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I have 5 offices 2 having 10 employees each and the other 3 having 2 each. Each of my offices will be connected to each other with fortinet products (within the month). I want files to be locked when someone else has it open, so the idea of pushing copies of the same files out to 5 locations isn't attractive.

My hope is to use the new file server solution to not only host all of the business files, but to backup key server and database data to it and then also duplicate this data to an offsite location such as Amazon s3 or other.

I just don't know if I'm describing a NAS or a physical server or a netbook pc with an attached USB drive...

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1 Answer 1

For files to be locked when someone else has them open -- in other words to have a kind of file management feature with check-ins and check-outs, perhaps you've outgrown a simple filer's feature set and should look to a document management tool such as Microsoft's SharePoint, the open source MindTouch or even Atlassian's Confluence. There are plenty of tools out there for that.

As for sharing those files between offices, you could just put the central repository in the main office and let the inter-office VPN be the sole means of accessing the files. Beware, users will quite naturally want to save things locally. That's where some kind of check-in / check-out system will be necessary to make a new workflow for folks who want to edit and save files. Perhaps Server 2008 R2's "Branch Office" feature could help you with seamlessly caching and syncing local and remote files. Not sure if that integrates well with sharepoint though. Sorry to be ambiguous.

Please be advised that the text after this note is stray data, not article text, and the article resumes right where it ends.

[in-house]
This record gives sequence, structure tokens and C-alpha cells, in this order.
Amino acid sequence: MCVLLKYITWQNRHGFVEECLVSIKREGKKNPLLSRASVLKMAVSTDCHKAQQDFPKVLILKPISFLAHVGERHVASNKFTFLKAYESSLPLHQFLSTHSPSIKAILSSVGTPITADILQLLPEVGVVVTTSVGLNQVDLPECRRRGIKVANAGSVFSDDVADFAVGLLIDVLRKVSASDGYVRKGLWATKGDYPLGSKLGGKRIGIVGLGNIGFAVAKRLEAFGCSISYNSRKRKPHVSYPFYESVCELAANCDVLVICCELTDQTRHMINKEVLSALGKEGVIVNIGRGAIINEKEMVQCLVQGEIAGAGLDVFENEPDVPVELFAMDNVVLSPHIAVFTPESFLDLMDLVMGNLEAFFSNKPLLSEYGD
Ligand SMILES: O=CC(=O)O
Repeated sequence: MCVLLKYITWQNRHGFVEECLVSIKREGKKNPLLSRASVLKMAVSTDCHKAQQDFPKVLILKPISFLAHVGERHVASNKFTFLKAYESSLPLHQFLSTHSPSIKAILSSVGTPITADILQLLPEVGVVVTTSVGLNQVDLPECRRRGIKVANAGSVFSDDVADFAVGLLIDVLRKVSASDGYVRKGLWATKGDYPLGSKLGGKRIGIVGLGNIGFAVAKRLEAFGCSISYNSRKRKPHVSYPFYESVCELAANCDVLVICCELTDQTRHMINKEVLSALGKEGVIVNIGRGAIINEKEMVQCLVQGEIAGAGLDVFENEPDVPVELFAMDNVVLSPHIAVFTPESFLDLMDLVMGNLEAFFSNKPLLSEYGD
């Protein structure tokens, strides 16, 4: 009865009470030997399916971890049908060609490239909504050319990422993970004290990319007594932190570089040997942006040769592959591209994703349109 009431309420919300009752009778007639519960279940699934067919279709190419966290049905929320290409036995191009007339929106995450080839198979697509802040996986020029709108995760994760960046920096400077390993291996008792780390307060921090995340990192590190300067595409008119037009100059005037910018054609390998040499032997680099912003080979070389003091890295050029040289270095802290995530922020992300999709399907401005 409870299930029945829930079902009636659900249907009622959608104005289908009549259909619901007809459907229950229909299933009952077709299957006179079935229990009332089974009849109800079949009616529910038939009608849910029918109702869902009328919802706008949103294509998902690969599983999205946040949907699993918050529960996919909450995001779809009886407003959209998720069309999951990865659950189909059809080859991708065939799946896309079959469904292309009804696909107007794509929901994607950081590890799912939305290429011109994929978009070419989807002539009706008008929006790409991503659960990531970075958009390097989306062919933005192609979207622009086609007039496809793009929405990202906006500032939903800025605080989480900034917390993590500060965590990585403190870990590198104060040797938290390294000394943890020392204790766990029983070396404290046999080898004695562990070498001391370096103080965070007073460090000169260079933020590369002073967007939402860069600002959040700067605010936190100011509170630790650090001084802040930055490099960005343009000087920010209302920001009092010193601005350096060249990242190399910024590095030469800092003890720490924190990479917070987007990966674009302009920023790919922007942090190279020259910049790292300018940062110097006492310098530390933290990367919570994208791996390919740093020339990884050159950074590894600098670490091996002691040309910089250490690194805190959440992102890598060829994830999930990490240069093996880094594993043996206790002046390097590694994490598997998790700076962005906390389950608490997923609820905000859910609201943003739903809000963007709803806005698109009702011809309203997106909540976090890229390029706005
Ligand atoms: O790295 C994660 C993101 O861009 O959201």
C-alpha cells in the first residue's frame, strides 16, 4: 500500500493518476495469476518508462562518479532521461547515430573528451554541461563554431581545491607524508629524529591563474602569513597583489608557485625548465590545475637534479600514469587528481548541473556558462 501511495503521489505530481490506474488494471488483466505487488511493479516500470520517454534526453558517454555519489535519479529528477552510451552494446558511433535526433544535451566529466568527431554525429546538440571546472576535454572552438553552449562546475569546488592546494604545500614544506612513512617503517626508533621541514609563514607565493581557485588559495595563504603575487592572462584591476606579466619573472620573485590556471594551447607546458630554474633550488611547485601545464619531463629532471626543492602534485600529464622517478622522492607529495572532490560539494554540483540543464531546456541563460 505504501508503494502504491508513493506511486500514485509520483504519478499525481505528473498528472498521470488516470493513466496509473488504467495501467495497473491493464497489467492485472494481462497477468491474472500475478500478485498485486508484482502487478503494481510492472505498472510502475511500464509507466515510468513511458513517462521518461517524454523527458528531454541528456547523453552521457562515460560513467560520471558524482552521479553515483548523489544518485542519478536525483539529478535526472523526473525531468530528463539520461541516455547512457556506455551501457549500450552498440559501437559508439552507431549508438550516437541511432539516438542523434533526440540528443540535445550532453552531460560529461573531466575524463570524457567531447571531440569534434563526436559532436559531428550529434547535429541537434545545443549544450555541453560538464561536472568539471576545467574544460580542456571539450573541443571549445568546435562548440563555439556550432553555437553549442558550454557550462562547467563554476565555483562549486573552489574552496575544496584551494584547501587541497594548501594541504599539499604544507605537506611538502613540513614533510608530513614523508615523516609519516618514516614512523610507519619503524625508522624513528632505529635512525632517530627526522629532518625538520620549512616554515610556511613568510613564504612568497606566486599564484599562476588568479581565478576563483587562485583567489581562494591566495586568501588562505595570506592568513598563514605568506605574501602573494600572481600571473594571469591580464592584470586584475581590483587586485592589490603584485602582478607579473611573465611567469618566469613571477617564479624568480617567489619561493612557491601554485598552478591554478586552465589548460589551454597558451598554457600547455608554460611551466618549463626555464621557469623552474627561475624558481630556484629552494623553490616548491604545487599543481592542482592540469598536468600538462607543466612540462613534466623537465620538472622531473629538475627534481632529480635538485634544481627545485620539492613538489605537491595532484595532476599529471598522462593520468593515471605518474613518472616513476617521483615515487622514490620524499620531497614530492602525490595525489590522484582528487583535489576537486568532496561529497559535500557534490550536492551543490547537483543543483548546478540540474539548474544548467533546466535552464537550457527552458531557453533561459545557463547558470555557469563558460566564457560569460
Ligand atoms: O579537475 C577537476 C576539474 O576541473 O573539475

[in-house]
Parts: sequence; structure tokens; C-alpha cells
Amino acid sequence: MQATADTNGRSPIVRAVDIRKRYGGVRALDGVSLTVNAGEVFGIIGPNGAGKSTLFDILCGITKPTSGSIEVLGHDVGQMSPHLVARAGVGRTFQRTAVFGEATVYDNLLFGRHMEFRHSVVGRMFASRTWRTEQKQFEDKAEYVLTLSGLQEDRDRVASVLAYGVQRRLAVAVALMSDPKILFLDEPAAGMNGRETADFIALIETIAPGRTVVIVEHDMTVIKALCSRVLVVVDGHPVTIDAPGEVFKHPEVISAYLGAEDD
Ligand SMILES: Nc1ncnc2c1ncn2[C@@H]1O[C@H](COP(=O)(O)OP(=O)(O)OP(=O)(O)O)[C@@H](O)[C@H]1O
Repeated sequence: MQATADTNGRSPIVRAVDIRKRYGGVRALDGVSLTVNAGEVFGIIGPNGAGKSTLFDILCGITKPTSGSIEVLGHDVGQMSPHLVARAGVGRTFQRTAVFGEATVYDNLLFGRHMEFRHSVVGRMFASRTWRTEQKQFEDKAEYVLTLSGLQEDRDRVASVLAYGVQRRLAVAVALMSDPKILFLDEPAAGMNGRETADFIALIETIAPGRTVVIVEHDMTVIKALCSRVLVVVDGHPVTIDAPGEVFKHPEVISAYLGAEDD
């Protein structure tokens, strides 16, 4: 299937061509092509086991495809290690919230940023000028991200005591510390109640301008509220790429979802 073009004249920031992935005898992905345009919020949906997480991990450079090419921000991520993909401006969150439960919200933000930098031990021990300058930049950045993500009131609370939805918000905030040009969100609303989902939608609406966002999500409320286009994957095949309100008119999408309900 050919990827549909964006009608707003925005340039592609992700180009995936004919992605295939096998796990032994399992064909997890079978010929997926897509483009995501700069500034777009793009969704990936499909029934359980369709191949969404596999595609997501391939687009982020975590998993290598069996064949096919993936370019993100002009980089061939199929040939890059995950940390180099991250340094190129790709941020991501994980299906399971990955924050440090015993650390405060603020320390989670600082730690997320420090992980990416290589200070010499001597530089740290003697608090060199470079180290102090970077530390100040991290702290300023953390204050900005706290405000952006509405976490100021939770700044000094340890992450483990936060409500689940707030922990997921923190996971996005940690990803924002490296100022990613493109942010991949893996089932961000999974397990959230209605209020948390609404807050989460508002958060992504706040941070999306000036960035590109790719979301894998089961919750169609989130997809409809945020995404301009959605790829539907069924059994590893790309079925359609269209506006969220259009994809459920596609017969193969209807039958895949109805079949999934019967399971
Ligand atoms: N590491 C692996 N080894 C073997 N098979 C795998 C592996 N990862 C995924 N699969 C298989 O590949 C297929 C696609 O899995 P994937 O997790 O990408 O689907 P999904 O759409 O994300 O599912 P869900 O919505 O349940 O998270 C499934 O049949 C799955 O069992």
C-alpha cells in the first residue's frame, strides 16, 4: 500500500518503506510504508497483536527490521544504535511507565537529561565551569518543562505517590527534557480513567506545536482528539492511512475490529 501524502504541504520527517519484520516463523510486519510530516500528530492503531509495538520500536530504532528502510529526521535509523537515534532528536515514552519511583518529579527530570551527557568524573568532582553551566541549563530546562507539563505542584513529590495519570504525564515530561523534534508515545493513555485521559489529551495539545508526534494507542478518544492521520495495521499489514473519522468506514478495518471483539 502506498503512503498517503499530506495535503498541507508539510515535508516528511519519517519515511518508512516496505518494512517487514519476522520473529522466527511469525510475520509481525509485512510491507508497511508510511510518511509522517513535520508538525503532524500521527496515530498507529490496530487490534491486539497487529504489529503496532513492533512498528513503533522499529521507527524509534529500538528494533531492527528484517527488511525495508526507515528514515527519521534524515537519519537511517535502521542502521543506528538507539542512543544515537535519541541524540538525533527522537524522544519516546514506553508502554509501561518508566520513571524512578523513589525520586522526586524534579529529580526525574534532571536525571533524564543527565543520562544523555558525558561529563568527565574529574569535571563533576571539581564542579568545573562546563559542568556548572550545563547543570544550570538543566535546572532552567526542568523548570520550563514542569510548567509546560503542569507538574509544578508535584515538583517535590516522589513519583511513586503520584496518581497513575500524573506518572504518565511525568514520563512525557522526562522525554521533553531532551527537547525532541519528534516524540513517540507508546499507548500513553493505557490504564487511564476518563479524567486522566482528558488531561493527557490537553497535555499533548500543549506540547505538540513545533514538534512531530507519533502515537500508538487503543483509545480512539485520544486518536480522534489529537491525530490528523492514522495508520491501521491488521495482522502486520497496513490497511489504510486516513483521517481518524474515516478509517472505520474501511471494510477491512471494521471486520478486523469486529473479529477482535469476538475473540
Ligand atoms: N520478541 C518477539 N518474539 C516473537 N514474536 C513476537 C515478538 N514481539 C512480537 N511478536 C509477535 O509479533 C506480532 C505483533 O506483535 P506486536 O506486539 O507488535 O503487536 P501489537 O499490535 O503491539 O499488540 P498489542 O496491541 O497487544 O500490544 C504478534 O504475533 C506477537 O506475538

Backups, that's yet another topic. Either which way you go, you'll need to invest in a third party tool to perform the backups. If you want to use "the cloud" to store your stuff in, perhaps Jungle Disk's Server software will work for you. Or you could get a backup system in place that dumps that backup to a place on the filesystem which in turn gets consumed by an agent that files things in the cloud. Or perhaps you could use a tool that mounts an Amazon bucket as a drive letter and then perform all backups to that target.

In the end, you are most certainly not talking about a netbook PC with an attached USB drive. You are talking about a file server. Server grade hardware. Server grade software. (EDIT: I see now that you were joking. You'd be surprised at what is seen around here... =) ) Personally, I'd say you could build a decent filer running Windows Storage Server 2008 and Windows SharePoint Services 2010 (it's free, rolled into Windows Server) in one of your main offices. Perhaps look into deploying a smallish Windows Server running Branch Office services to remote offices as necessary. People will access the filer / SharePoint server from remote offices over the VPN. Finally, I'd use a tool that mounts an Amazon bucket as a drive letter and backup to that. There could be bandwidth issues and that could cause the backup window to be unreasonable. Perhaps you might only be able to perform a once weekly backup to "the cloud" while performing daily backups to a local repository.

And peace reigned in the land.

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+1 on Jungle disk, using that today! I was also being sarcastic about the netbook, I'm not that dumb... –  RSolberg Feb 17 '11 at 4:05
    
@RSolberg You'd be surprised at the kinds of things people want help super-gluing together around here. I've heard of crazier things being asked for. =) –  Wesley Feb 17 '11 at 17:35
    
I'm trying to weld something together with platinum... super gluing crap together leaves you with crap if you know what I mean.... –  RSolberg Feb 17 '11 at 23:55

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